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Hegemony Revisited

Mab Seymour

IN HIS article "Lenin’s Concept of Hegemony" in What Next? No.3 Jonathan Joseph provides a state-of-the art example of how to discuss a subject, ably, intelligently and at length, without actually going so far as to say what the subject means. This somewhat weakens his argument that Marxists’ "neglect of hegemony has seriously damaged attempts to develop a revolutionary strategy". It certainly leaves one mystified as to why it would be necessary to argue, as the article states that it will, "that a strong (if often implicit) notion of hegemony exists" in the writings of Lenin.

I happen not to entirely disagree with the writer of the article on these two arguments, and so it was with frustration that I read an embryonically sensible argument going up in the smoke of "academic Marxism". If I hadn’t thought a great deal about the concept of "hegemony" before reading Comrade Jonathan’s article, I would not be any the wiser. Did Comrade Jonathan intend readers of the article to identify with him in his obvious struggle to justify his Marxism in the eyes of academia? Is it necessary for the "proletariat" to reconcile "critical realism" (or "dialectical materialism minus the dialectical and minus the materialism", as I prefer to call it) with "Marxism"). Or is it simply necessary for Comrade Jonathan to do that, and so persuade the readers of What Next? that this reconciliation will make the slightest difference to "revolutionary strategy"? It seems to me that whatever the term "hegemony" turns out to be fiendishly clever, if insignificant on a social scale a mechanism whereby the proletariat, in parts of the British state at least, is protected, ideologically from "catching" the perniciously anti-capitalist method of Marxism because Marxism’s main protagonists in this non-revolutionary period are all very busy justifying their own existence and calling it Marxism. It’s a good job that ideology is of the superstructure, otherwise we’d all be down the tubes.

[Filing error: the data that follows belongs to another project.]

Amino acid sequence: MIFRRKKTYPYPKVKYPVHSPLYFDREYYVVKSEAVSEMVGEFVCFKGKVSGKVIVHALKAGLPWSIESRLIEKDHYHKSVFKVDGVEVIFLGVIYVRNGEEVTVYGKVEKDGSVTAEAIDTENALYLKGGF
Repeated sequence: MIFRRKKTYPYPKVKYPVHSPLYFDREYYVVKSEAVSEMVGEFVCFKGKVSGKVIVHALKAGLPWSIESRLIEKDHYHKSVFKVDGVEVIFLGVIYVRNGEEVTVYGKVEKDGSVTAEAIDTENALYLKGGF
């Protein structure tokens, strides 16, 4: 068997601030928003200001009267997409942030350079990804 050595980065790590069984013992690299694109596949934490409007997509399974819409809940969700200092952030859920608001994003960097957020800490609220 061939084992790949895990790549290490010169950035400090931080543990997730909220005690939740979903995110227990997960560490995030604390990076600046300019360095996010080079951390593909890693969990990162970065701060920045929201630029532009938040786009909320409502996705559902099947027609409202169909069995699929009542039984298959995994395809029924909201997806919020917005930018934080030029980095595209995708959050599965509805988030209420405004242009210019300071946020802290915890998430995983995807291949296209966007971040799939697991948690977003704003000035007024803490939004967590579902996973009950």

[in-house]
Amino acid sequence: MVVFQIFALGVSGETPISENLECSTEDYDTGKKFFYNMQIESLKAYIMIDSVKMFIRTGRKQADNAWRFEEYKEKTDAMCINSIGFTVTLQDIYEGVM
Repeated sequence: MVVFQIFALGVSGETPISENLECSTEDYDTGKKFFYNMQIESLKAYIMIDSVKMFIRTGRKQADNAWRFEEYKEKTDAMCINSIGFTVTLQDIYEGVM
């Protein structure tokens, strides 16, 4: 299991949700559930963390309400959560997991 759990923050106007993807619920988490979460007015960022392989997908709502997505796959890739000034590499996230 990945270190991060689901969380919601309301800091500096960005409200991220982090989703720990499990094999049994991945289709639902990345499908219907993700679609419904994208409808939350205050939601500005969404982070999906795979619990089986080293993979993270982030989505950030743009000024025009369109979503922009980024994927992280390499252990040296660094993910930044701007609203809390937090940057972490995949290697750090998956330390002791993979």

In the article in question, Comrade Jonathan sets himself the task of refuting the Eurocommunists’ and the Trotskyists’ insistence that there is no "valid concept of hegemony present in the works of Lenin and Trotsky". Rather than attempt to justify the concept itself, let’s look at what it might refer to and see whether Lenin and Trotsky touched on those topics. The much-maligned Antonio Gramsci, actually a classically-Leninist revolutionary who spent a lot of years festering in prison getting slightly carried away, as one would, in flights of philosophical writing, did elaborate considerably on the subject. In one of his Prison Notebooks ("The Study of Philosophy", Lawrence and Wishart, 1986, p.357), he went so far as to say: "Everything is political, even philosophy or philosophies and the only ’philosophy’ is history in action, that is, life itself. It is in this sense that one can interpret the thesis of the German proletariat as the heir of classical German philosophy – and one can affirm that the theorisation and realisation of hegemony carried out by Illich [Leninj was also a great ’metaphysical’ event." He, evidently, believed that Lenin had given the matter some thought.

As Comrade Jonathan points out, the origin of the term "hegemony" is Greek. It refers to "leadership", and more specifically, to "predominance of one state of a confederacy". In more recent political parlance it has come to refer to the leadership of one class over another within the framework of the state, and more often than not, to the various coercive and consensual means by which the dominant class exercises social dominance, often counterposed to the direct domination of arms, and juridical and political government. It would appear, then, that Lenin and Trotsky might have touched on this issue more than fleetingly, what with the seizure of state power and the dictatorship of the proletariat looming a bit large among their preoccupations. This seems to me to deal adequately with the question of whether Lenin and Trotsky talk about leadership or not, as Comrade Jonathan suggests that the Eurocoms and the Trotskyists believe they don’t. Since they achieved the socialist revolution this century, one can assume that their conceptualisation of the power and methods of the enemy was at least partially valid.